Anderson-Fabry disease

Anderson-Fabry disease Description, Causes And Risk Factors: Abbreviation: AFD. Also called as Fabry Disease. ICD-9: 272.7. Alternative Names: Diffuse angiokeratoma, glycolipid lipidosis, ?-galactosidase A deficiency, hereditary dystopic lipidosis, and GLA deficiency. Anderson-Fabry disease is an inherited genetic disorder caused by a defective gene. The disease causes fatty deposits in several organs of the body. The disease is caused by a defect in the gene that controls an enzyme called ?-galactosidase A (?-gal A). This enzyme is responsible for the breakdown of a fatty lipid called globotriasylceramide (GL3). When ?-gal A does not function, GL3 gathers and is placed in the walls of blood vessels in tissues throughout the body, interfering with their function. Anderson-Fabry disease is called a “storage disorder” due to this abnormal buildup. The buildup eventually causes obstruction of blood flow, which ultimately leads to ischemia (lack of oxygen and nutrients) of the surrounding tissues. This accounts for the symptoms associated with this. The gene responsible for ?-galactosidase is located on the long arm of the X chromosome. There have been almost 200 mutations identified. The primary risk factor for Fabry disease is having family members with the disease or who are carriers of the disease. The disease is extremely rare, affecting only 1 in 40,000 live birthsAnderson-Fabry disease Symptoms of Anderson-Fabry disease: Pain and burning sensations in the hands and feet.
  • Dark red skin lesions that generally are found in the area between the belly button and the knees.
  • Inability to sweat.
  • corneal opacities.
  • Problems with the kidneys or heart.
  • Risk of early stroke or heart attack.
  • Chest pain.
  • Hypertension.
  • Frequent bowel movements after eating.
  • Diarrhea.
  • Joint or back pain.
  • Ringing in the ears.
  • Vertigo.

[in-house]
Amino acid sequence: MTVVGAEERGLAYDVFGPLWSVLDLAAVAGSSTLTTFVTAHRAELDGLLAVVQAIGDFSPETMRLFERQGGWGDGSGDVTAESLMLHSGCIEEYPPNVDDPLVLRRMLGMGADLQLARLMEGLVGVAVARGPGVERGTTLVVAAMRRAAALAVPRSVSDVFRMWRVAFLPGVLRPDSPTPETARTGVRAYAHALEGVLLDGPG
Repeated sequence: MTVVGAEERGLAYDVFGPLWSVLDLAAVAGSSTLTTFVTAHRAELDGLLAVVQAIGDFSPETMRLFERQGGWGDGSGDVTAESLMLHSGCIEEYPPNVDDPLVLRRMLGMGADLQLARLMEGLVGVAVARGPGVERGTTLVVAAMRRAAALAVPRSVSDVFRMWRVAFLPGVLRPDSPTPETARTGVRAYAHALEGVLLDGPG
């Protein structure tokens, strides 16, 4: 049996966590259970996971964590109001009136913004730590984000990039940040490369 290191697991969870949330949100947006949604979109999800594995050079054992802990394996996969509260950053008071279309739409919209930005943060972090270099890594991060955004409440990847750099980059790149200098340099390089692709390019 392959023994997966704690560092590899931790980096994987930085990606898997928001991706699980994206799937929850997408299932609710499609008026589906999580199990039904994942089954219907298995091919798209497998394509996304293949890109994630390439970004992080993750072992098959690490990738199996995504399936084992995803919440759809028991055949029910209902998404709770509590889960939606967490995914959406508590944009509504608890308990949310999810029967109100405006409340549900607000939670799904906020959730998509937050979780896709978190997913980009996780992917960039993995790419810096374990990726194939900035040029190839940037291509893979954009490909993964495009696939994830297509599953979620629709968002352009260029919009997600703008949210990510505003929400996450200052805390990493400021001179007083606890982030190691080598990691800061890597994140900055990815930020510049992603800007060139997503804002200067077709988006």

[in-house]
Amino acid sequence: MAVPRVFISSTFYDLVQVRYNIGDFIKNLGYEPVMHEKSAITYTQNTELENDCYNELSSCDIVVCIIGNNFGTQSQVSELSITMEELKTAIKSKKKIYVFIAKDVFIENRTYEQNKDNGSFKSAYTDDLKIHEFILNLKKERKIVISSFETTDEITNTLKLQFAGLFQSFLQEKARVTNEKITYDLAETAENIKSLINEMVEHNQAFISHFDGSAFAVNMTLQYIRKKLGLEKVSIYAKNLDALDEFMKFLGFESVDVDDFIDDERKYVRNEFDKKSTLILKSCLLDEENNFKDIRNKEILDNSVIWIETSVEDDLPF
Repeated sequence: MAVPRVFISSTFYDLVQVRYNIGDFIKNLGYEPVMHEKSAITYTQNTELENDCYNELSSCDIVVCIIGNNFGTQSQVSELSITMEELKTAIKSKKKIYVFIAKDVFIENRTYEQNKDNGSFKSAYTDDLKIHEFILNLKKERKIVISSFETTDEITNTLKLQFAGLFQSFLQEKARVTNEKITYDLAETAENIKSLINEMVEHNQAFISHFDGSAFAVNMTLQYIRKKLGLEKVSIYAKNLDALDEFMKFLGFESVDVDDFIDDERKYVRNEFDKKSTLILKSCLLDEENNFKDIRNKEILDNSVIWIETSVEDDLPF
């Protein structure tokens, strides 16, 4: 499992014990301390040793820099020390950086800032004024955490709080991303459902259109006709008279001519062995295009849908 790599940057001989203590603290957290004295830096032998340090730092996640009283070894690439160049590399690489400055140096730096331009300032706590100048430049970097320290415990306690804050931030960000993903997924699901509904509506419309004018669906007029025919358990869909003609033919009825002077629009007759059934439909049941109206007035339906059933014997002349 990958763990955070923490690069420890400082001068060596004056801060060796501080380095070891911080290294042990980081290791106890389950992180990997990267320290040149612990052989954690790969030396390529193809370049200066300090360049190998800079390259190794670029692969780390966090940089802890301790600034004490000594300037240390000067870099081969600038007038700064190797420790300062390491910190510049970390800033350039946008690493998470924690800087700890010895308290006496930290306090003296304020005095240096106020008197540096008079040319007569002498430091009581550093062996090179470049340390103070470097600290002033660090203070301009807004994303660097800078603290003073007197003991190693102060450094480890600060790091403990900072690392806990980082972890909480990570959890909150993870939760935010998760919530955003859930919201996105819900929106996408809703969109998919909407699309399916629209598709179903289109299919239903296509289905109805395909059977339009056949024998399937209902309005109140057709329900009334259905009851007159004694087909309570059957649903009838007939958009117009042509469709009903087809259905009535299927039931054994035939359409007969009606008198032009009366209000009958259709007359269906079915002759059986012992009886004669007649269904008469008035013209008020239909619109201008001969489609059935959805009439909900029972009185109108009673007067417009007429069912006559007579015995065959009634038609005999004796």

The disease usually has a slow progression. Proof that Anderson-Fabry disease is causing heart and kidney problems usually shows between the ages of 30 to 45. This is usually the time of diagnosis for most patients since this disease is commonly overlooked in childhood due to its rarity. In addition to kidney failure, the disease in advanced stages may cause an enlarged heart, disturbances in the cardiac rhythm and valvular abnormalities. When decreased blood flow occurs in the brain, patients can develop dizziness, seizures and strokes. Diagnosis: Anderson-Fabry disease is difficult to diagnose because of its heterogeneous signs and symptoms. There is a big list of possible differential diagnoses according to the varied clinical presentations. Correct diagnosis is important because of the progressive morbidity associated with advancing disease. Laboratory Tests: Lab tests should consist of examination of urine sediment, measurement of renal function and proteinuria, and a screening enzyme evaluation for ?-gal A. Those who screen positive should have the enzyme activity in leukocytes measured. Low levels of ?-gal A are diagnostic of Fabry disease in men. In females, enzyme tests results can be misleading so genetic testing is usually more helpful to diagnose the disease and identify female carriers. In some cases, diagnosis is made by biopsy of skin lesions and/or kidneys, but usually less invasive tests as those described above are used. Other helpful investigations include ECG, MRI, echocardiography, etc. Eye examination may show diagnostic corneal or lenticular deposits. Treatment: There is no cure for Anderson-Fabry disease, although it may be treated by enzyme replacement. Specific symptoms, such as pain, and complications, such as high blood pressure, can be treated with the appropriate medication. Enzyme replacement therapy can reduce lipid storage, ease pain, and improve organ function. The pain in the hands and feet usually responds to anticonvulsants such as phenytoin and carbamazepine. Gastrointestinal hyperactivity may be treated with metoclopramide. Anderson-Fabry disease approved the use of “Fabrazyme” (recombinant alpha-galactosidase), an enzyme replacement therapy as treatment for Fabry disease. While the long-term effects and risks of this treatment are not yet known. Studies have shown that this enzyme replacement therapy significantly reduces pain and helps keep the kidneys and heart healthy. Fabrazyme treatment is more effective when started early in the disease process. In the future, gene therapy may be effective in treating the Fabry disease completely and the research studies on genetic science are being done. Since Anderson-Fabry disease is a very rare disorder, few people understand what patients and their families must experience. It is important patients and their families network with each other, and seek help from their friends and a healthcare team. Note: The following drugs and medications are in some way related to, or used in the treatment. The information provided herein should not be used during any medical emergency or for the diagnosis or treatment of any medical condition. Disclaimer: The following tests, drugs and medications, surgical procedures are in some way related to, or used in the treatment. The information provided herein should not be used during any medical emergency or for the diagnosis or treatment of any medical condition. DISCLAIMER: This information should not substitute for seeking responsible, professional medical care.


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